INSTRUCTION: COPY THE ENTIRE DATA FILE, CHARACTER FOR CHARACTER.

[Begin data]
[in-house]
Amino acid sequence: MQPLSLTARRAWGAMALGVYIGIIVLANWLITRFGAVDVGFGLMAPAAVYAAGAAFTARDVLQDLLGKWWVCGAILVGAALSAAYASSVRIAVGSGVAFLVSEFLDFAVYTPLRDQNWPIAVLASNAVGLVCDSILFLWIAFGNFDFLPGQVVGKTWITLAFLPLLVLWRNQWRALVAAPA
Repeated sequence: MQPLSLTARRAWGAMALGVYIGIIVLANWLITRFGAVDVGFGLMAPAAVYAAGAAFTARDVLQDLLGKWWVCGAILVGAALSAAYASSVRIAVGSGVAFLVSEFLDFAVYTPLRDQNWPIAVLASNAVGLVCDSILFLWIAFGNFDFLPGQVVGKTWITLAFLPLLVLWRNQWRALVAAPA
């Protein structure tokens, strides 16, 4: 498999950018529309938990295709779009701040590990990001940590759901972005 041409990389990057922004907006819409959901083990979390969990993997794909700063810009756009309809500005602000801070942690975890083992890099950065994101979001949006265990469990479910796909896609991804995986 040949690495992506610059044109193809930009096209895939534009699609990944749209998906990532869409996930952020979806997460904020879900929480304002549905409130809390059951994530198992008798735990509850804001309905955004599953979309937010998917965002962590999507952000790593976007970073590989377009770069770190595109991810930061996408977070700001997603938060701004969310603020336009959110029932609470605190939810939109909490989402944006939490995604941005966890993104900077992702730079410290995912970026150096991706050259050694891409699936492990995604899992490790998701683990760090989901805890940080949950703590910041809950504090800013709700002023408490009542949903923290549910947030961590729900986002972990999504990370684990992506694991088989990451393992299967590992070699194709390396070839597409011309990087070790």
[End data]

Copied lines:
[in-house]
Amino acid sequence: MQPLSLTARRAWGAMALGVYIGIIVLANWLITRFGAVDVGFGLMAPAAVYAAGAAFTARDVLQDLLGKWWVCGAILVGAALSAAYASSVRIAVGSGVAFLVSEFLDFAVYTPLRDQNWPIAVLASNAVGLVCDSILFLWIAFGNFDFLPGQVVGKTWITLAFLPLLVLWRNQWRALVAAPA
Repeated sequence: MQPLSLTARRAWGAMALGVYIGIIVLANWLITRFGAVDVGFGLMAPAAVYAAGAAFTARDVLQDLLGKWWVCGAILVGAALSAAYASSVRIAVGSGVAFLVSEFLDFAVYTPLRDQNWPIAVLASNAVGLVCDSILFLWIAFGNFDFLPGQVVGKTWITLAFLPLLVLWRNQWRALVAAPA
């Protein structure tokens, strides 16, 4: 498999950018529309938990295709779009701040590990990001940590759901972005 041409990389990057922004907006819409959901083990979390969990993997794909700063810009756009309809500005602000801070942690975890083992890099950065994101979001949006265990469990479910796909896609991804995986 040949690495992506610059044109193809930009096209895939534009699609990944749209998906990532869409996930952020979806997460904020879900929480304002549905409130809390059951994530198992008798735990509850804001309905955004599953979309937010998917965002962590999507952000790593976007970073590989377009770069770190595109991810930061996408977070700001997603938060701004969310603020336009959110029932609470605190939810939109909490989402944006939490995604941005966890993104900077992702730079410290995912970026150096991706050259050694891409699936492990995604899992490790998701683990760090989901805890940080949950703590910041809950504090800013709700002023408490009542949903923290549910947030961590729900986002972990999504990370684990992506694991088989990451393992299967590992070699194709390396070839597409011309990087070790």